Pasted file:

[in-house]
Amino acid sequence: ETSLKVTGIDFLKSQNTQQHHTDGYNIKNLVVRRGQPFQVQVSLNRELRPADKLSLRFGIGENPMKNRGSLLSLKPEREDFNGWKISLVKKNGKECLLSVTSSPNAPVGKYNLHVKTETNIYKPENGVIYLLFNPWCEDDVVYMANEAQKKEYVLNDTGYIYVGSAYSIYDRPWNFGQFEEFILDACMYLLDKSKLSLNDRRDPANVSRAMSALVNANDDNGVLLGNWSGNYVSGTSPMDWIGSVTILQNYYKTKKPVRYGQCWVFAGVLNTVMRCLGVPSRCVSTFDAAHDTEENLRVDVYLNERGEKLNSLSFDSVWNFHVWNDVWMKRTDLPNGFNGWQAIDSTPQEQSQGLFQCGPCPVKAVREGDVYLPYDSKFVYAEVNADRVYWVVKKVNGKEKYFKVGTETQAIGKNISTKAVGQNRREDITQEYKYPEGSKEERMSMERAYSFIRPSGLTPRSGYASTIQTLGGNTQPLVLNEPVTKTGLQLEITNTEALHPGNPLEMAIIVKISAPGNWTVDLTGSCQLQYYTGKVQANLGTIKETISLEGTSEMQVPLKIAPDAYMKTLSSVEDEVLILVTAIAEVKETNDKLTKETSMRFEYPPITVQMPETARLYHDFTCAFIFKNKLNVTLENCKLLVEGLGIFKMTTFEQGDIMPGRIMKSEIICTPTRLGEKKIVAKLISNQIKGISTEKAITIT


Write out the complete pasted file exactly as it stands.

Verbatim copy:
[in-house]
Amino acid sequence: ETSLKVTGIDFLKSQNTQQHHTDGYNIKNLVVRRGQPFQVQVSLNRELRPADKLSLRFGIGENPMKNRGSLLSLKPEREDFNGWKISLVKKNGKECLLSVTSSPNAPVGKYNLHVKTETNIYKPENGVIYLLFNPWCEDDVVYMANEAQKKEYVLNDTGYIYVGSAYSIYDRPWNFGQFEEFILDACMYLLDKSKLSLNDRRDPANVSRAMSALVNANDDNGVLLGNWSGNYVSGTSPMDWIGSVTILQNYYKTKKPVRYGQCWVFAGVLNTVMRCLGVPSRCVSTFDAAHDTEENLRVDVYLNERGEKLNSLSFDSVWNFHVWNDVWMKRTDLPNGFNGWQAIDSTPQEQSQGLFQCGPCPVKAVREGDVYLPYDSKFVYAEVNADRVYWVVKKVNGKEKYFKVGTETQAIGKNISTKAVGQNRREDITQEYKYPEGSKEERMSMERAYSFIRPSGLTPRSGYASTIQTLGGNTQPLVLNEPVTKTGLQLEITNTEALHPGNPLEMAIIVKISAPGNWTVDLTGSCQLQYYTGKVQANLGTIKETISLEGTSEMQVPLKIAPDAYMKTLSSVEDEVLILVTAIAEVKETNDKLTKETSMRFEYPPITVQMPETARLYHDFTCAFIFKNKLNVTLENCKLLVEGLGIFKMTTFEQGDIMPGRIMKSEIICTPTRLGEKKIVAKLISNQIKGISTEKAITIT